According to a study, older people have to pay ever larger parts of their income for rents and utilities.

Residential houses in Hanover

IMore and more elderly people suffer from high housing costs. This is what Spiegel reports in its current issue, based on a representative study by the German Institute for Economic Research (DIW), which will be published next week. The DIW scientists examined the housing costs of households in which at least one resident lives who is 65 years of age or older.

According to the report, the proportion of senior households requiring 30 percent or more of their net income for rent plus utilities rose from 38 to 63 percent between 1996 and 2016. The proportion of households surveyed in which this rate was 40 percent or more in 2016 is 38 percent.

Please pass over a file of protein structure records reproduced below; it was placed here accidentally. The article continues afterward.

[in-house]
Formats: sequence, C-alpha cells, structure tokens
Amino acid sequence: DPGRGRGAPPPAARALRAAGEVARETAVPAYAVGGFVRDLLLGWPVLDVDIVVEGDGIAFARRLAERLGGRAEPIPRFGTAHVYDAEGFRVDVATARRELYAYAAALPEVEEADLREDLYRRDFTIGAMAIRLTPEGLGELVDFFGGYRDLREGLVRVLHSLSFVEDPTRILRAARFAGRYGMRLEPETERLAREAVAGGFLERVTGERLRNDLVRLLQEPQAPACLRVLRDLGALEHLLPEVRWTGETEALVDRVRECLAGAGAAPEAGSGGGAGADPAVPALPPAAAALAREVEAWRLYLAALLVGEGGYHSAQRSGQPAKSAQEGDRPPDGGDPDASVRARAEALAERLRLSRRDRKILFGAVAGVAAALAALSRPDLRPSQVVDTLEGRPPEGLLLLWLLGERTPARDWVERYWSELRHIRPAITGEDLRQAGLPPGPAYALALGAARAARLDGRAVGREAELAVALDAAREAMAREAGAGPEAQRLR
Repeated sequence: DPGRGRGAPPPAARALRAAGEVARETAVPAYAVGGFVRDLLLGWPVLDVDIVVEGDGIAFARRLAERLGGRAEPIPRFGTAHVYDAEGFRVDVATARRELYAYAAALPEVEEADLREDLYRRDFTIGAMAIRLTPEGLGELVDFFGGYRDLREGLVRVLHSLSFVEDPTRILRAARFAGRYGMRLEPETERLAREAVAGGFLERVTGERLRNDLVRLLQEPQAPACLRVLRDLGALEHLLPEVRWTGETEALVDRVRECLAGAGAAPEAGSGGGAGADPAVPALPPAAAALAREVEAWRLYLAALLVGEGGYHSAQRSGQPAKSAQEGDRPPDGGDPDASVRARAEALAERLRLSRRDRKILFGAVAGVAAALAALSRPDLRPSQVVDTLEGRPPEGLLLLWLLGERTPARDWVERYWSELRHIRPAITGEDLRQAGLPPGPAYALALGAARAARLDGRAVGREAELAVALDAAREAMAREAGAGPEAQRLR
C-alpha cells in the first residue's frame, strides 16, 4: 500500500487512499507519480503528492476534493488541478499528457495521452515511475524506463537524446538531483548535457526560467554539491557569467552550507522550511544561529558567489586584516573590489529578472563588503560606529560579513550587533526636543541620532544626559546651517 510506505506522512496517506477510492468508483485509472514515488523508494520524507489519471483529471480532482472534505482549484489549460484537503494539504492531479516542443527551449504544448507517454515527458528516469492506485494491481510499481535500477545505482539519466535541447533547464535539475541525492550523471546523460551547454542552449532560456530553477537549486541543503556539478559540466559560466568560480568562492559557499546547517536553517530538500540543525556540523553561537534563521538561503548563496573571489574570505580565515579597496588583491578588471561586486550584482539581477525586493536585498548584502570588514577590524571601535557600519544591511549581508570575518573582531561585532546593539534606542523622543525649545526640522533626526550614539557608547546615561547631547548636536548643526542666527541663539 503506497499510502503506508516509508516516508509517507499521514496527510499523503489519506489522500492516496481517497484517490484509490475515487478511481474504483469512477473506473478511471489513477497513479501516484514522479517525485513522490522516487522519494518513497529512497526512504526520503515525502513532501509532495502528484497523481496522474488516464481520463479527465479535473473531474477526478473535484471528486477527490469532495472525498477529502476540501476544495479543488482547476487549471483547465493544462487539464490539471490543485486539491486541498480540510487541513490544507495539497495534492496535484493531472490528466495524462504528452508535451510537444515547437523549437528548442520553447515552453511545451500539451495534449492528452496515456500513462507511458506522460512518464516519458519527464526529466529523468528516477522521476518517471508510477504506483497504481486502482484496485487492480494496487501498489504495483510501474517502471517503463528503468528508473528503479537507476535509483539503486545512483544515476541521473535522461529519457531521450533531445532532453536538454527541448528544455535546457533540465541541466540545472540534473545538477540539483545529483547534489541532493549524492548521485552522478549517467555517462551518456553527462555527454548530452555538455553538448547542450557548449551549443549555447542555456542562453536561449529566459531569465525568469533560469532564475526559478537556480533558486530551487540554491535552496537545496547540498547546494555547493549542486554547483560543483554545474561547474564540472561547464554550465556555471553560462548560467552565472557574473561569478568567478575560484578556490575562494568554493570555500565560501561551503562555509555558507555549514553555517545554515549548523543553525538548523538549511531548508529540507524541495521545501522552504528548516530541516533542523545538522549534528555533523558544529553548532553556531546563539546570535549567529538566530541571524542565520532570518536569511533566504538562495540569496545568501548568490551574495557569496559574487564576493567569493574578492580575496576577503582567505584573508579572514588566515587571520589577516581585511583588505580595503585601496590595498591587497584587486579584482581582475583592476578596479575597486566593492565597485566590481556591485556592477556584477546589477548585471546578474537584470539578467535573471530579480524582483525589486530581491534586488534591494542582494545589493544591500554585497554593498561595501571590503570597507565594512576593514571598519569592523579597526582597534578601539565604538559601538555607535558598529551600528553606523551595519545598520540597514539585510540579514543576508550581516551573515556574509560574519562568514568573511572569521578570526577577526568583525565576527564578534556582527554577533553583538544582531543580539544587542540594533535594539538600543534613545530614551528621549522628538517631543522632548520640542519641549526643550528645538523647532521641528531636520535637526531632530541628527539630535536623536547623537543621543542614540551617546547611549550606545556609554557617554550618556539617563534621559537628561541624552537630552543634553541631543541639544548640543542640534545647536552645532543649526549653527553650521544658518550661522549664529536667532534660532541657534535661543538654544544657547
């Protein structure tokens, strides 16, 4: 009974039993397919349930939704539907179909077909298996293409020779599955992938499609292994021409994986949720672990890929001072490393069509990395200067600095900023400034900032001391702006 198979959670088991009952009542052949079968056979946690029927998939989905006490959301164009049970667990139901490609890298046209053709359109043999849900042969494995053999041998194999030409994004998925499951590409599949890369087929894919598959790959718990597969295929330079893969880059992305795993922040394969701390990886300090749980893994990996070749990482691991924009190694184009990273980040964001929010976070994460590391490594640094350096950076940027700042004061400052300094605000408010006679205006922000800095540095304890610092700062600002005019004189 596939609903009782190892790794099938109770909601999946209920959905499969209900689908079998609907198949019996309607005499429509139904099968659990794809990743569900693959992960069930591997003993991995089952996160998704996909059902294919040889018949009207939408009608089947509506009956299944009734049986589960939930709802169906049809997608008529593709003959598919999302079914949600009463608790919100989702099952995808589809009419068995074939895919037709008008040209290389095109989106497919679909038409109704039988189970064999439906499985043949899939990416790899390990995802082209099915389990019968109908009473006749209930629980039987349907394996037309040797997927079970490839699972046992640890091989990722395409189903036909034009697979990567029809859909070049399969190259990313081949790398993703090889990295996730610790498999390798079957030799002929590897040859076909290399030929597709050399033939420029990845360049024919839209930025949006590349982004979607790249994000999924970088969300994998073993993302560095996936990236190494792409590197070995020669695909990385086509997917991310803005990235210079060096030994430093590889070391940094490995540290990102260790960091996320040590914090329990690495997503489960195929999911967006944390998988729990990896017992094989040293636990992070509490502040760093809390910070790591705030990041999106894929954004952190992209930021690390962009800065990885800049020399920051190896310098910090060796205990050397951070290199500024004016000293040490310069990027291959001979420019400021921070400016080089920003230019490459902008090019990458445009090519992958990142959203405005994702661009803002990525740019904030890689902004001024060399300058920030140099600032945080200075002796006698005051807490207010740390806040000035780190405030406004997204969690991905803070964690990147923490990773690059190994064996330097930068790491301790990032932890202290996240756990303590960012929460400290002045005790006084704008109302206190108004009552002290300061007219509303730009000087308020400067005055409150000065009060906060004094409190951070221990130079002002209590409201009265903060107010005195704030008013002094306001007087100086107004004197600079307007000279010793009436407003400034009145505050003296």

“Anyone who spends so much money on their apartment often has to limit themselves otherwise and runs the risk of becoming over-indebted if their rent is increased further,” says Markus Grabka, one of the authors of the study for the magazine. This is especially true for seniors with low incomes. Seniors with higher incomes, on the other hand, often lived in their own property that had been paid for.

Those who live in property had to spend an average of around 15 percent of their income on it in 2016. There is also good news: the number of senior citizens living in their own four walls has increased, according to the study. In 1996, around 56 percent of households with people aged 65 and over lived in rent; in 2016 it was only 45 percent.

The real estate boom in the metropolitan areas affects people with low incomes relatively hard. Because they often live in buildings that are being refurbished, so that rents subsequently rise.